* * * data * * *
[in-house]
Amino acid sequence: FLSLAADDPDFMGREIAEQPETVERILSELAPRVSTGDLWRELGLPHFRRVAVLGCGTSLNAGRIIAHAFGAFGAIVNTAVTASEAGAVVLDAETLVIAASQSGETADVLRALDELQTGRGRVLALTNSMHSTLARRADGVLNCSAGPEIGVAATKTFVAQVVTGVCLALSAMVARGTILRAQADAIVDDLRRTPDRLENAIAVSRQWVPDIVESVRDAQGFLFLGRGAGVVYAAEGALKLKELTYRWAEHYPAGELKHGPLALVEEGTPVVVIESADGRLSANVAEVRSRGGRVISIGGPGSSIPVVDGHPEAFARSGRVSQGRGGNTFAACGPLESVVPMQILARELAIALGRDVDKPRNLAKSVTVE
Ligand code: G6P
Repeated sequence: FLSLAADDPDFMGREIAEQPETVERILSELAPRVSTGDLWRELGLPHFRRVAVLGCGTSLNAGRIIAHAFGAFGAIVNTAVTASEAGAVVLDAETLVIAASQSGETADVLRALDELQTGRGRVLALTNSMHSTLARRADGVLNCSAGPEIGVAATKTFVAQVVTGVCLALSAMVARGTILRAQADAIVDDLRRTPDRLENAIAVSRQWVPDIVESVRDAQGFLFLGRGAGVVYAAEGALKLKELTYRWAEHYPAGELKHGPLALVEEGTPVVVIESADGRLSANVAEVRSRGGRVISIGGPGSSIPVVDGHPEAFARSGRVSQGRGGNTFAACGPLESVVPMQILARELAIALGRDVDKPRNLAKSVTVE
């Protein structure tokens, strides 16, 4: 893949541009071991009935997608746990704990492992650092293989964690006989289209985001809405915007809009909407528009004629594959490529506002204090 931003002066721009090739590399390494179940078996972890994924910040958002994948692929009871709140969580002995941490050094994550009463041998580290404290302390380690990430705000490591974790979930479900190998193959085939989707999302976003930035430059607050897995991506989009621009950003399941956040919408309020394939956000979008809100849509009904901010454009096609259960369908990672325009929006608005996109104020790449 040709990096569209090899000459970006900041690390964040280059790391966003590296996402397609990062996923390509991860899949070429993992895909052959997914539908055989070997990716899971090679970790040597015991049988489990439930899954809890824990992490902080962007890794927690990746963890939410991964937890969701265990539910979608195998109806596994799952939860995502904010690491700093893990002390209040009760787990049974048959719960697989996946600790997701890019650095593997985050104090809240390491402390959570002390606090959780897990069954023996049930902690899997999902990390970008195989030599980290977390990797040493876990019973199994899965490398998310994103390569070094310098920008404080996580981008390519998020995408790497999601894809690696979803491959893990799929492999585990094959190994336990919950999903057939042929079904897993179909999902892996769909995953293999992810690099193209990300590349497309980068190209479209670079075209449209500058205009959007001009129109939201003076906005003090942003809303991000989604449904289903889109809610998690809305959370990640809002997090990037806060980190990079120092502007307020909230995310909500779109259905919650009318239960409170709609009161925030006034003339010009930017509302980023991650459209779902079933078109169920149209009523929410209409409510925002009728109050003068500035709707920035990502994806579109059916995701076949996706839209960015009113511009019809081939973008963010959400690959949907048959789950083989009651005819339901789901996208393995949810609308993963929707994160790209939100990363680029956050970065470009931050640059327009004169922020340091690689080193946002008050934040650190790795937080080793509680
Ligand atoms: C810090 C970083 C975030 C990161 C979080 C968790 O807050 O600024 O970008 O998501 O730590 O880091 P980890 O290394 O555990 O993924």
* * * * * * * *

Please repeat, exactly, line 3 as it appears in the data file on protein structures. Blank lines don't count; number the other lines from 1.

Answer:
Ligand code: G6P